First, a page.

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1

parole

play
noun pa·role \pə-ˈrōl\

Simple Definition of parole

  • : permission given to a prisoner to leave prison before the end of a sentence usually as a reward for behaving well

Source: Merriam-Webster's Learner's Dictionary

Full Definition of parole

  1. 1 :  a promise made with or confirmed by a pledge of one's honor; especially :  the promise of a prisoner of war to fulfill stated conditions in consideration of his release

  2. 2 :  a watchword given only to officers of the guard and of the day

  3. 3 :  a conditional release of a prisoner serving an indeterminate or unexpired sentence

  4. 4 a :  language viewed as a specific individual usage :  performance b :  a linguistic act — compare langue

parole adjective

Examples of parole in a sentence

  1. The prisoner will be eligible for parole after three years.

  2. She robbed a bank while out on parole.

  3. The prisoner was released on parole.



Origin of parole

French, speech, parole, from Middle French, from Late Latin parabola speech — more at parable


First Known Use: 1531


2

parole

verb, pa·role

Simple Definition of parole

  • : to release (a prisoner) on parole

Source: Merriam-Webster's Learner's Dictionary

Full Definition of parole

paroledparoling

  1. transitive verb
  2. :  to release (a prisoner) on parole

1781

First Known Use of parole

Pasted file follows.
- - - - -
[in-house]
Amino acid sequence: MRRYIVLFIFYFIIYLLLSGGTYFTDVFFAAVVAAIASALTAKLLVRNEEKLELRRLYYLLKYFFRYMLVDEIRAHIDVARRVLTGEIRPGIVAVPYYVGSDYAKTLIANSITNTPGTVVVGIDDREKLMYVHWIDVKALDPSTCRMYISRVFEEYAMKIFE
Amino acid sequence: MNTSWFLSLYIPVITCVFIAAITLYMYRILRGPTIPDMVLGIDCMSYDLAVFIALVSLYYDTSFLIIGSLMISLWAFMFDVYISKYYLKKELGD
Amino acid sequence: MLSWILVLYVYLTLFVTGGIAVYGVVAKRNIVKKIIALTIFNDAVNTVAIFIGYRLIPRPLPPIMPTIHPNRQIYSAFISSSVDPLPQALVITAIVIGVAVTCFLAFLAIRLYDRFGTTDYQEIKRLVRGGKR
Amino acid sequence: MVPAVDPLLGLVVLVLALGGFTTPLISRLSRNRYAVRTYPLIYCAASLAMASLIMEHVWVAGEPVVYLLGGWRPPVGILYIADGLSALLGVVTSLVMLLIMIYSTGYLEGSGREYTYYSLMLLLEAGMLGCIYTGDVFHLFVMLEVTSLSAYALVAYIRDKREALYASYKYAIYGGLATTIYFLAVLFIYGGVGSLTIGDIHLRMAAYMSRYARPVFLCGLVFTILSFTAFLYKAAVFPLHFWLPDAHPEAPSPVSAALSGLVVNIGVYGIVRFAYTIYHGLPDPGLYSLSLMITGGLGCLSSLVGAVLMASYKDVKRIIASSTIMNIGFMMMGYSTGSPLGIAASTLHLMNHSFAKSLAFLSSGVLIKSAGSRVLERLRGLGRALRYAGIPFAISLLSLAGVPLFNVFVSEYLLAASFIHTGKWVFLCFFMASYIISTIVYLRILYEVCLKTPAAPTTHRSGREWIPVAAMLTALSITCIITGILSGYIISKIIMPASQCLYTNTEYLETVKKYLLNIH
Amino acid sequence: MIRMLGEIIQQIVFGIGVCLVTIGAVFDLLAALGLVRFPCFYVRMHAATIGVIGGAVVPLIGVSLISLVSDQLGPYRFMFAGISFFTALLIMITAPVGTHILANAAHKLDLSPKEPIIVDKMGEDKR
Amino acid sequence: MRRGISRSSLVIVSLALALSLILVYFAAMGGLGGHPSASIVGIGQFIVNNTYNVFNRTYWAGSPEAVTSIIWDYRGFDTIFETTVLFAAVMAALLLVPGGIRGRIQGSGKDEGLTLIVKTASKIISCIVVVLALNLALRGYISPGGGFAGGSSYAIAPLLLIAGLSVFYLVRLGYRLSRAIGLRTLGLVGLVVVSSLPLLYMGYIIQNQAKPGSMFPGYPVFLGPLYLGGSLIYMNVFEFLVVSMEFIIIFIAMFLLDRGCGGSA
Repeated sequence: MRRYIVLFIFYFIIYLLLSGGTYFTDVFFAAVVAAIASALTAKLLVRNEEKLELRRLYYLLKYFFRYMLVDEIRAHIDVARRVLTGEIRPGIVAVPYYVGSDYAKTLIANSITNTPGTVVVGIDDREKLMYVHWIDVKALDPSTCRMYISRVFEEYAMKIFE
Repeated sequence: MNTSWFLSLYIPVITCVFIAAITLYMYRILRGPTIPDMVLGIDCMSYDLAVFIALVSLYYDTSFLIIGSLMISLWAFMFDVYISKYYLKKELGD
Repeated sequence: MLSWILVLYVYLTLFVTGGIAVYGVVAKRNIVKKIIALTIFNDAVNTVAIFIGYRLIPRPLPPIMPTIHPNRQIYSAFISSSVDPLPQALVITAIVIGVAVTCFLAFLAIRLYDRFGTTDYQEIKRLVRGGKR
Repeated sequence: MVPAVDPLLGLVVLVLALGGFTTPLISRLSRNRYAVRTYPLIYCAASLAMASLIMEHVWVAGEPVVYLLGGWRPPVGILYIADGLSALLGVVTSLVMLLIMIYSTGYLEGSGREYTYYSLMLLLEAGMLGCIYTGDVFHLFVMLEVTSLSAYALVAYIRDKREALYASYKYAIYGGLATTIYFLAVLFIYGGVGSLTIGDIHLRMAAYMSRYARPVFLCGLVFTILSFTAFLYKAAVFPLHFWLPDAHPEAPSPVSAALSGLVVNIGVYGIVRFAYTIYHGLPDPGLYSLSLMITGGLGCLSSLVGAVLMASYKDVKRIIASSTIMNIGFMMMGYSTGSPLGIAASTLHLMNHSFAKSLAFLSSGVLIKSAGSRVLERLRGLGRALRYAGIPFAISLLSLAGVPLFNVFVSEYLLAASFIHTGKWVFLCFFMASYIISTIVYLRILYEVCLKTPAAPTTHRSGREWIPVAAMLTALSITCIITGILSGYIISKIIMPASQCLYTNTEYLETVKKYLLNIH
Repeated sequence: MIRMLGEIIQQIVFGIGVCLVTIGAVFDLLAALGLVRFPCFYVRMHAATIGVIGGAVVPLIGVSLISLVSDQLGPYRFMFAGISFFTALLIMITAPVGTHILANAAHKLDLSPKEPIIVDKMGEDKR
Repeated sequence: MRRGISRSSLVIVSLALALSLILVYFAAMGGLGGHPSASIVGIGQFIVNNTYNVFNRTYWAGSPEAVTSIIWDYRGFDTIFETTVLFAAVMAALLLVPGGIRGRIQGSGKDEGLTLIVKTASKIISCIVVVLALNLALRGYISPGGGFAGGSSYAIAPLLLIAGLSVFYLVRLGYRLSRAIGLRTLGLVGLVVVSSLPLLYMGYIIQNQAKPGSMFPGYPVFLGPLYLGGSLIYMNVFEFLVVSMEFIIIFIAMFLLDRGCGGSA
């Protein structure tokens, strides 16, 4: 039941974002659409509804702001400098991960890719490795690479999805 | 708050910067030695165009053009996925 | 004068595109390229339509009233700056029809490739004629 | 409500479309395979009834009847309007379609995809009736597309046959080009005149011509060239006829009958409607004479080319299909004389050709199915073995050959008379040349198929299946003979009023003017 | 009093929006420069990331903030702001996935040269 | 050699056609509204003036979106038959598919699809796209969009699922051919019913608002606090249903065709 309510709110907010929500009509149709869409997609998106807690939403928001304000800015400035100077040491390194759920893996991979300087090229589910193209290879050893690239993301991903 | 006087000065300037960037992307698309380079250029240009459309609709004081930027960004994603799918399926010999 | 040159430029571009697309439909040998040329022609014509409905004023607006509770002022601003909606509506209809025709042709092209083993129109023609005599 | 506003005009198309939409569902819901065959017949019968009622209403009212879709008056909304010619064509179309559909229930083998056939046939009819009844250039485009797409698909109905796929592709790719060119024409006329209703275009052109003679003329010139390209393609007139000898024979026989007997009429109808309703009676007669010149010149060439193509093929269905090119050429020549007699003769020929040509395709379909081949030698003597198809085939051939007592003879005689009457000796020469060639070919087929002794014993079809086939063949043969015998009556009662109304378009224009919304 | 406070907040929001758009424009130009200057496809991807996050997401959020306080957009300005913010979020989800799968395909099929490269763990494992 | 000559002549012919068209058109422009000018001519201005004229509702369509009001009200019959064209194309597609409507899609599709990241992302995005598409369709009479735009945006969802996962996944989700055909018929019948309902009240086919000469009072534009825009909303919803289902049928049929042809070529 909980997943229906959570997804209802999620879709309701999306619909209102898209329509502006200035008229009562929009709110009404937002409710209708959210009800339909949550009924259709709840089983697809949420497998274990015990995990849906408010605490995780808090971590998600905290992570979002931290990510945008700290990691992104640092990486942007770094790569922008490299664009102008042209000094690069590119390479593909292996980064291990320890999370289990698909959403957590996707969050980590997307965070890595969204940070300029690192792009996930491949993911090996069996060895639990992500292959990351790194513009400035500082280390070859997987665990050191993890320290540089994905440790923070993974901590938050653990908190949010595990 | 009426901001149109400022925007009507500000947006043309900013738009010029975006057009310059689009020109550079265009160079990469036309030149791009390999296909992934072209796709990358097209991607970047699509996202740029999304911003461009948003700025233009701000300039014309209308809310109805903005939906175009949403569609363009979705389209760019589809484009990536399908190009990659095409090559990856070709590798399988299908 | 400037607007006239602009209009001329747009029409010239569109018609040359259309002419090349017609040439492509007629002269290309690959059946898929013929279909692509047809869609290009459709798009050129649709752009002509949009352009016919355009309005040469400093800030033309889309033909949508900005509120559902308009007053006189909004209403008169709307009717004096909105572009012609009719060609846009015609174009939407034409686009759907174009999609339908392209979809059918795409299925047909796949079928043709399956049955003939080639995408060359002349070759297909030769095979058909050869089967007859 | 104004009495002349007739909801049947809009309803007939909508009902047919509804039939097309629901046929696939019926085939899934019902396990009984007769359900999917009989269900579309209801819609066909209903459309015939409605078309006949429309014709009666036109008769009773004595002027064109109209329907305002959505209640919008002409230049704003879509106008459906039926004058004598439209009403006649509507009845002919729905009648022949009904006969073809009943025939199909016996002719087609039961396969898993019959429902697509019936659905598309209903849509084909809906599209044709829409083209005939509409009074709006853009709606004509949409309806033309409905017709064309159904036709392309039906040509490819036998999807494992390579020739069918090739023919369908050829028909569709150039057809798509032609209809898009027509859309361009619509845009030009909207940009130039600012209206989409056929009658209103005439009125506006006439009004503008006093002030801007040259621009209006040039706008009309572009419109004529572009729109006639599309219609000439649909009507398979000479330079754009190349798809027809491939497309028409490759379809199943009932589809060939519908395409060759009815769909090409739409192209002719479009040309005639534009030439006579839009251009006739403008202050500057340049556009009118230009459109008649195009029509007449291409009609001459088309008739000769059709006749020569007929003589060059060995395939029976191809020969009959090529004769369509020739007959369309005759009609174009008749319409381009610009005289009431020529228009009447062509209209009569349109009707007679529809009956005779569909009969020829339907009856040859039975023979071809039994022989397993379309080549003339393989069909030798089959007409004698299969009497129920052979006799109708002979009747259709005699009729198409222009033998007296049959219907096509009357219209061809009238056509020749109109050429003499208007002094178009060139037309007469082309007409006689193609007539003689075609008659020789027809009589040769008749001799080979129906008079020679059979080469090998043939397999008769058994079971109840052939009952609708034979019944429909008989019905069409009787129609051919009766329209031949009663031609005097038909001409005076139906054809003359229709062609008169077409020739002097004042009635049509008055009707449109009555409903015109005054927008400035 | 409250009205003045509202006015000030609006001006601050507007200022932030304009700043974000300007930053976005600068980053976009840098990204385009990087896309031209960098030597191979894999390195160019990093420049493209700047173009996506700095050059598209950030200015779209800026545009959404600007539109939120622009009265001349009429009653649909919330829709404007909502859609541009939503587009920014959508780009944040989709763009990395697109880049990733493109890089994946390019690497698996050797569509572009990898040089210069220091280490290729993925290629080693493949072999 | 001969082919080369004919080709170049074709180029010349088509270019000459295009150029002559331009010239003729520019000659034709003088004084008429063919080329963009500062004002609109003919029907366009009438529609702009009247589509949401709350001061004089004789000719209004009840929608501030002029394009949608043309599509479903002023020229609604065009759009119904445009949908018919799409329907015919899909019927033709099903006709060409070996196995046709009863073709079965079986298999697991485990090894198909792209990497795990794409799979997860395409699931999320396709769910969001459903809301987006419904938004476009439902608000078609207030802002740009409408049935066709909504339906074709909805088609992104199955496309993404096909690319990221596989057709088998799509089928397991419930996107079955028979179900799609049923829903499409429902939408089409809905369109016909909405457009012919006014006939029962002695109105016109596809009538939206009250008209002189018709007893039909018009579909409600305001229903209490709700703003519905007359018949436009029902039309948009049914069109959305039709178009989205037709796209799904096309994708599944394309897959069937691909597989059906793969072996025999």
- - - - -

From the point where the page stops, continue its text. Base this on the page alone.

1781


PAROLE Defined for Kids

parole

play
noun pa·role \pə-ˈrōl\

Definition of parole for Students

  1. :  an early release of a prisoner




Medical Dictionary

parole

play
noun pa·role \pə-ˈrōl\

Medical Definition of parole

  1. :  a conditional release given to a psychiatric patient in a hospital before discharge enabling the patient to visit freely various designated areas on the hospital grounds or beyond its limits

parolable adjective
parole transitive verb paroled; paroling



Law Dictionary

parole

play
noun pa·role \pə-ˈrōl\

Legal Definition of parole

  1. :  a conditional release of a prisoner who has served part of a sentence and who remains under the control of and in the legal custody of a parole authority — compare probation



Origin of parole

Old French, speech, word, prisoner's word of honor to fulfill stated conditions, from Late Latin parabola speech, parable, from Greek parabolē comparison



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